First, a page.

HARRISBURG – The truck is large, shiny and blue with big tires.
It has safety equipment.
It has a message sign.
It has a big bumper in the back.
But it’s what the truck doesn’t have that turned heads Tuesday afternoon.
“This is technology that not everyone has seen and touched,” PennDOT Secretary Leslie Richards said during a demonstration of an autonomous truck that could be used in a work safety zone.
Several lawmakers watched the demonstration along with ABC27. Richards even got to sit in the driver’s seat, though she was only a passenger.
“What’s happening now is it’s taking over the steering,” explained an official with Royal Trucking and Equipment, the truck’s manufacturer. “If you can see down to the brake and the gas, it’s controlling the brake pedal.”
This truck will be at the tail end of a construction work zone controlled by the truck in the front. The manufacturer insists it won’t veer into speeding traffic on the highway.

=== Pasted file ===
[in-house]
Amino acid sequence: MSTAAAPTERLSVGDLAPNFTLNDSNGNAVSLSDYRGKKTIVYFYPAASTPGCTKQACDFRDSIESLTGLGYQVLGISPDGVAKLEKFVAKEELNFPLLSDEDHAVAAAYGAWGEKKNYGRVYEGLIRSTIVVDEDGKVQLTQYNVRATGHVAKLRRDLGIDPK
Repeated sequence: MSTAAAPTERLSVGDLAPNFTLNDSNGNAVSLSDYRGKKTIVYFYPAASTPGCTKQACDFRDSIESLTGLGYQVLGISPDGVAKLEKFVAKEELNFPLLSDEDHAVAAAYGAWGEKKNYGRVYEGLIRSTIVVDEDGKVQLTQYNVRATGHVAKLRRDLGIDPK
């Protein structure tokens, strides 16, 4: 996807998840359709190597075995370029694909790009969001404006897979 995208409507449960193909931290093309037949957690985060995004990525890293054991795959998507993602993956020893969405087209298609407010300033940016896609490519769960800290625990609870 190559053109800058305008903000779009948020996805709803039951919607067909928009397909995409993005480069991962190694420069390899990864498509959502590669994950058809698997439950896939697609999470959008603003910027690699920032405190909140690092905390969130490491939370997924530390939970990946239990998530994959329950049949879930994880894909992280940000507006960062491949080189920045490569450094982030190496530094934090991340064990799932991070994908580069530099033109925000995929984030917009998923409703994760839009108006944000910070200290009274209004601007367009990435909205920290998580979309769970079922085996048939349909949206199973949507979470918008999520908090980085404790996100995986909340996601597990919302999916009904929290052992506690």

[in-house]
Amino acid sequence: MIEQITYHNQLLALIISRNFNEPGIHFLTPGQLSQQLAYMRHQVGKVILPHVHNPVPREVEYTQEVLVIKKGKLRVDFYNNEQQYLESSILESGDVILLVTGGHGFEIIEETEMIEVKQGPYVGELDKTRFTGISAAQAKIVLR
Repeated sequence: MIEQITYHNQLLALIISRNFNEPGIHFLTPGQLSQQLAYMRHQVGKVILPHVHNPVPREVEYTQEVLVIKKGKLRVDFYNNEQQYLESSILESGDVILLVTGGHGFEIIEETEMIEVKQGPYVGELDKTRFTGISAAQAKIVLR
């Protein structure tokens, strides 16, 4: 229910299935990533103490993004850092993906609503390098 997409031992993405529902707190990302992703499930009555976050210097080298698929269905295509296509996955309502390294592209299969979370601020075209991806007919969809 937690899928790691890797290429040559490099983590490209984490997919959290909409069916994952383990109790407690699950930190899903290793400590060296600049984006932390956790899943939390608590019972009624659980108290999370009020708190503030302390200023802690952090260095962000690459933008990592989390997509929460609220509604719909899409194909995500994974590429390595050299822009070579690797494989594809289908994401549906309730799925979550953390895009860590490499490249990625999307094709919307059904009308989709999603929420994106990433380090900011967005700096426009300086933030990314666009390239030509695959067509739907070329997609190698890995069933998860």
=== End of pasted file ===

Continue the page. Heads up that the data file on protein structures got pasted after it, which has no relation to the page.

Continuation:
“The lead truck will drive down the road and this truck will mimic it within four inches,” said Andrew Roberts, Royal’s spokesman.
“So there’s lane accuracy driving down the road. The drivers don’t have to have any fear of this truck driving out of its lane.”
Actually, this automated truck was built because it’s the humans who are more likely to veer.
“If somebody does enter the work zone because they’re a distracted driver, they don’t plow over and kill people,” Roberts said. “They run into the tail end of this truck, which is meant to absorb the crash and the kinetic energy from that crash.”
It’s best that a truck that was built to be hit not have a human at the wheel.
“We want everyone who comes to work every single day in Pennsylvania to go home safely to their families,” Richards said.
Officials say three accidents a month happen in Pennsylvania construction zones. But autonomous trucks are stuck in park pending state legislation to give them the green light.
State Rep. Greg Rothman’s bill would allow them on the road now and possibly do much more in the future.
“Can you imagine having line painters and snow plows and cutting the grass in the median all in autonomous vehicles? Think of the money we can save and the safety, too,” Rothman said.
There are only three of these specific types of trucks in the world, the manufacturer said. One in London, one in Colorado and the one on display in Pennsylvania. At $350,000 apiece, they aren’t cheap.
Royal Trucking is a Pennsylvania company. It’s headquartered in the Lehigh Valley.